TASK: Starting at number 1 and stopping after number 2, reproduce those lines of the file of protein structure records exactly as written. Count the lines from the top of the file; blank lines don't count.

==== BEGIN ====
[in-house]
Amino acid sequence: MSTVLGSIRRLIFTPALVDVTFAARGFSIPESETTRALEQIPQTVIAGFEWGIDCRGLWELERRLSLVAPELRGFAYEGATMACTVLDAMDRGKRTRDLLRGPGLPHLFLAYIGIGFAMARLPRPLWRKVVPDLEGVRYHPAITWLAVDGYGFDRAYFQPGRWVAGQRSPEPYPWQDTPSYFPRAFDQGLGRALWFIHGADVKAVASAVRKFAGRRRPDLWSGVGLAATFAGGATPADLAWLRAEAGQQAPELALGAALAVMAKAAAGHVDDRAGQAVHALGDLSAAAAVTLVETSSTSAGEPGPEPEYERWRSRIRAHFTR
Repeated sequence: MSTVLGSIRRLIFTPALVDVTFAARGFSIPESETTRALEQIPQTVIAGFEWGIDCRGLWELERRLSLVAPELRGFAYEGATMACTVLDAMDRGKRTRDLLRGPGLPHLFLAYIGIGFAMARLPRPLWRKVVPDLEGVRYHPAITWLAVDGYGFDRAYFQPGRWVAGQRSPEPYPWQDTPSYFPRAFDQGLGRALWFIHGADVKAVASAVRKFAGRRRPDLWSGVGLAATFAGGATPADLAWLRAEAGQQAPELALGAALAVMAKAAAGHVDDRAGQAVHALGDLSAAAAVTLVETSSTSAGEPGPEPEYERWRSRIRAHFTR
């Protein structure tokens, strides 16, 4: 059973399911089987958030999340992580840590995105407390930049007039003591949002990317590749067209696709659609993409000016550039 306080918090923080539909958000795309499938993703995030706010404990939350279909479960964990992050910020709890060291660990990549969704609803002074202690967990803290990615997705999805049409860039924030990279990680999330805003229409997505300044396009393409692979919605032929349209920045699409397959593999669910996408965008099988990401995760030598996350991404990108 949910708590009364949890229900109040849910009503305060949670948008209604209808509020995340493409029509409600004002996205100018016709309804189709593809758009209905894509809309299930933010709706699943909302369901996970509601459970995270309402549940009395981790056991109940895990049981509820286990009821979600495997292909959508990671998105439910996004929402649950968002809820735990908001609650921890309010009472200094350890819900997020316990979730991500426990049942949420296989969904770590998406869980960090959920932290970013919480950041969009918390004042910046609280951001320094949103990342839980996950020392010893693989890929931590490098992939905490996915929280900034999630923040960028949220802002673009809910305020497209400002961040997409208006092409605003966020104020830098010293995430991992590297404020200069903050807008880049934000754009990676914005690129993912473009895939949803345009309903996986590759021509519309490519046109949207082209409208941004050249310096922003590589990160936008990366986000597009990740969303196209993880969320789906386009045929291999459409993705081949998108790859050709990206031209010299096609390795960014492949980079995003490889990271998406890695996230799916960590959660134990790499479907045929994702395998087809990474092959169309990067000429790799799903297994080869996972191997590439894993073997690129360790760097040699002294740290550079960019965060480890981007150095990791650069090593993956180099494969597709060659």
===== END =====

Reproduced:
[in-house]
Amino acid sequence: MSTVLGSIRRLIFTPALVDVTFAARGFSIPESETTRALEQIPQTVIAGFEWGIDCRGLWELERRLSLVAPELRGFAYEGATMACTVLDAMDRGKRTRDLLRGPGLPHLFLAYIGIGFAMARLPRPLWRKVVPDLEGVRYHPAITWLAVDGYGFDRAYFQPGRWVAGQRSPEPYPWQDTPSYFPRAFDQGLGRALWFIHGADVKAVASAVRKFAGRRRPDLWSGVGLAATFAGGATPADLAWLRAEAGQQAPELALGAALAVMAKAAAGHVDDRAGQAVHALGDLSAAAAVTLVETSSTSAGEPGPEPEYERWRSRIRAHFTR